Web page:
I'd like to develop/publish an app that lets other make "mini apps" and provide them within the main app. I've read before that Apple discourages apps that 'replicate the function of the app store'. But what if the app only lets you buy the "mini apps" with existing credit from in-app purchases from Apple?

Edit: I feel like I didn't use an appropriate example and left things open to speculation, as was mentioned by the editor. Here is something more concrete: I want to create a social app with core functions (such as messaging and profiles), but I want to allow other developers to create their own "mini apps" within the app to extend functionality. For example, a developer could create a tic-tac-toe mini game, that lets users interact in that way, and users could activate/download that within the main app without having to install a whole new separate app from the app store.

So now the concrete question is, does this functionality/use-case violate Apple's rules?

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    This question seems to invite speculation about "what would Apple do if I …". No one here can answer what Apple would do. There are a number of concrete questions you could ask, but this question, as asked, reads like an appeal to the masses against Apple's hypothetical decision to reject your hypothetical app. – Daniel Jun 26 '13 at 2:30
  • I updated my original post, thanks for the clarification Daniel! – Andrew Michael Jun 26 '13 at 3:48
  • It still seems to me to be an open question that could be left to a whole lot of speculation with no real evidence. I'm not sure of the usefulness of such a question... – daviesgeek Jun 26 '13 at 5:31

Short answer: No.

In the past, Apple has specifically prohibited any app that loads other application code. While that's been relaxed a little, and you can now publish programming tools, you still cannot use an app as a way to sell other apps.

Don't bother spending the $99. I can guarantee you that if you do what you're saying, Apple will reject your app out of hand.

Instead, consider implementing your project as a web site, where you can do whatever you want with no restrictions.


Apple does not publish their detailed App Review rules publicly, so you might need to spend $100 to dip your toes in that pool.

Specifically, the terms of the sale say "no refunds", but if you legitimately contacted them within a week or so of joining and explained exactly how you felt the T&C don't work for your business model, I suppose they might give you a refund if you really made a good case that the terms of the sale were hidden from you until you paid. You could also sign up as a free developer and ask them to disclose the terms before you bought a one year developer account - but most people I know just invest the $100 to kick off their first year as a developer with access to NDA agreements and details about what Apple prefers to sell on their App Stores.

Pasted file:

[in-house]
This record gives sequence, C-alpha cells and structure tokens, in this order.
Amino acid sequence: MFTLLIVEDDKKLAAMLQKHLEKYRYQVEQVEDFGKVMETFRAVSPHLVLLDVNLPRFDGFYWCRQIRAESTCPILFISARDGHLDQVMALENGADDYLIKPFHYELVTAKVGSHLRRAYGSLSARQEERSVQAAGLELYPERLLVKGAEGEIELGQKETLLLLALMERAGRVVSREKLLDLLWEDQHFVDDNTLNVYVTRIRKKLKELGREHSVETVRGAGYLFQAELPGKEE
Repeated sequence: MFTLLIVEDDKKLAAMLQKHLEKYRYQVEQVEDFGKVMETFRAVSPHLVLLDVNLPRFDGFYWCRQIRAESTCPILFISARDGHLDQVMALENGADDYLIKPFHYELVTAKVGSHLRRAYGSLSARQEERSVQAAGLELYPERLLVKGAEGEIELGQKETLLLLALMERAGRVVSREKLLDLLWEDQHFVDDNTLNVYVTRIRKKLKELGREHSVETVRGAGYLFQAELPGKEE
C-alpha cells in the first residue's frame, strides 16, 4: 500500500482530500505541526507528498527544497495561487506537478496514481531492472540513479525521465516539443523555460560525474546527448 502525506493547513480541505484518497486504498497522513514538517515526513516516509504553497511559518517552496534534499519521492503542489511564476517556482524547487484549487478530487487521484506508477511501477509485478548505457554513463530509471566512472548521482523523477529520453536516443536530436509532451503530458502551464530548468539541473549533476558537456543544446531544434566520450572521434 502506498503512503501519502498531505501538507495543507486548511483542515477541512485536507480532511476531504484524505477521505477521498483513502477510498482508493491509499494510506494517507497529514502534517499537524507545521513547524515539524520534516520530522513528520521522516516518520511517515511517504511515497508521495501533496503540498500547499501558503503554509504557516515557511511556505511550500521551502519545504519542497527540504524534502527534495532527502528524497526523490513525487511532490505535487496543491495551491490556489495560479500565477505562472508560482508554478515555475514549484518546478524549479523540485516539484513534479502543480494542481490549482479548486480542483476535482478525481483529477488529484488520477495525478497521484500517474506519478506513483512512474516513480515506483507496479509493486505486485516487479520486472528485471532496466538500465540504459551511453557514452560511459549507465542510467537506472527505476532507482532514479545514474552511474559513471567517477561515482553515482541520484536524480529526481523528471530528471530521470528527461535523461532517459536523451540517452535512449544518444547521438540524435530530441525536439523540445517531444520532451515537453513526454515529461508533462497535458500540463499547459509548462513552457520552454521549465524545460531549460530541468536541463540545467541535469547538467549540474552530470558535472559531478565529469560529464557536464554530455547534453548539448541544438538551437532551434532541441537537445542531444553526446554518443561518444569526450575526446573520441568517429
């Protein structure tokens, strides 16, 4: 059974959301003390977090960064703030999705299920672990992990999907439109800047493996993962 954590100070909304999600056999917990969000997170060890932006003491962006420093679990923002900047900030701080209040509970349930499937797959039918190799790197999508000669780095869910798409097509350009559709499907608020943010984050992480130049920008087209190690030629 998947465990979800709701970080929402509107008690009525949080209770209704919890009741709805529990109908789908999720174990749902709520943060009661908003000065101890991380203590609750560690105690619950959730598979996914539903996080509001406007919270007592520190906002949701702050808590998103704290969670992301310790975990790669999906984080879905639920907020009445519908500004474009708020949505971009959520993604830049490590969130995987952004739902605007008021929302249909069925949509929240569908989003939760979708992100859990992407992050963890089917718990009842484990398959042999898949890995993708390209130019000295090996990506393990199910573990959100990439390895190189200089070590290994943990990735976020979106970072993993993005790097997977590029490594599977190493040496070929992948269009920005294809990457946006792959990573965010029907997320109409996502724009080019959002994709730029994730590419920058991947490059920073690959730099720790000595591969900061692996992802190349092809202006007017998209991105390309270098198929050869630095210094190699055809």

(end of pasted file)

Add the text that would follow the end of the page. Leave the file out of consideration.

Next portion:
It's not clear what you gain with an App in this category since you can just be part of the iTunes affiliate program and get paid to refer people to purchase other apps. Again, some apps have worked in this class, others have worked and been pulled and others never were approved in the first place. I think the main idea is you'll want a frank dialog with Apple about what they consider to be "paid promotion" or "gaming the ratings" and what they consider fine editorial promotion of apps you have reviewed.

  • Hmmm. I just did a quick Google search for "App Review rules" and saved myself $100, it looks like some copies are available freely on the internet. So looking at the "Functionality" section, I think I found my answer. Do you think "Apps that install or launch other executable code will be rejected" would apply to my idea? The app itself wouldn't come pre-installed with the "mini apps", you could choose which to install. I was hoping, though, to get a response from an iOS developer who may have had this situation or read about an app being rejected because there were apps inside the app. – Andrew Michael Jun 26 '13 at 1:22
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    I'll tell you right now they'll reject your app. Apple tends to leave a lot of room when it comes to acceptance and rejections. They have historically been very quiet on exact guidelines and they often change over time. But recently, they've begun to crack down on "store" type apps, pulling several from the store. You can try, but the model you propose won't pass and they'll likely reject it under the "it too closely replicates the App Store" guideline. – user10355 Jun 26 '13 at 1:57
  • I don't want to create an "app store", I simply want to allow extensions or extended functionality that is created by other developers for the main app, but the extensions would act like "mini apps" that at some point developer can try to monetize. Please see my edit on the original question, thanks! – Andrew Michael Jun 26 '13 at 4:12
  • It doesn't matter what you want to do. All that matters is how Apple looks at what you did. And I'll tell you you are wasting your time. Apple doesn't work like you think and no one here can't tell you unequivocally whether it'll pass. But your idea sounds convoluted and will pull traffic away from the App Store. It may also inject other code that Apple may not be able to verify. Give it a shot, but I'm telling you from experience, it'll get rejected. But at the end of the day, it's your time/money so have at her :) – user10355 Jun 27 '13 at 0:17

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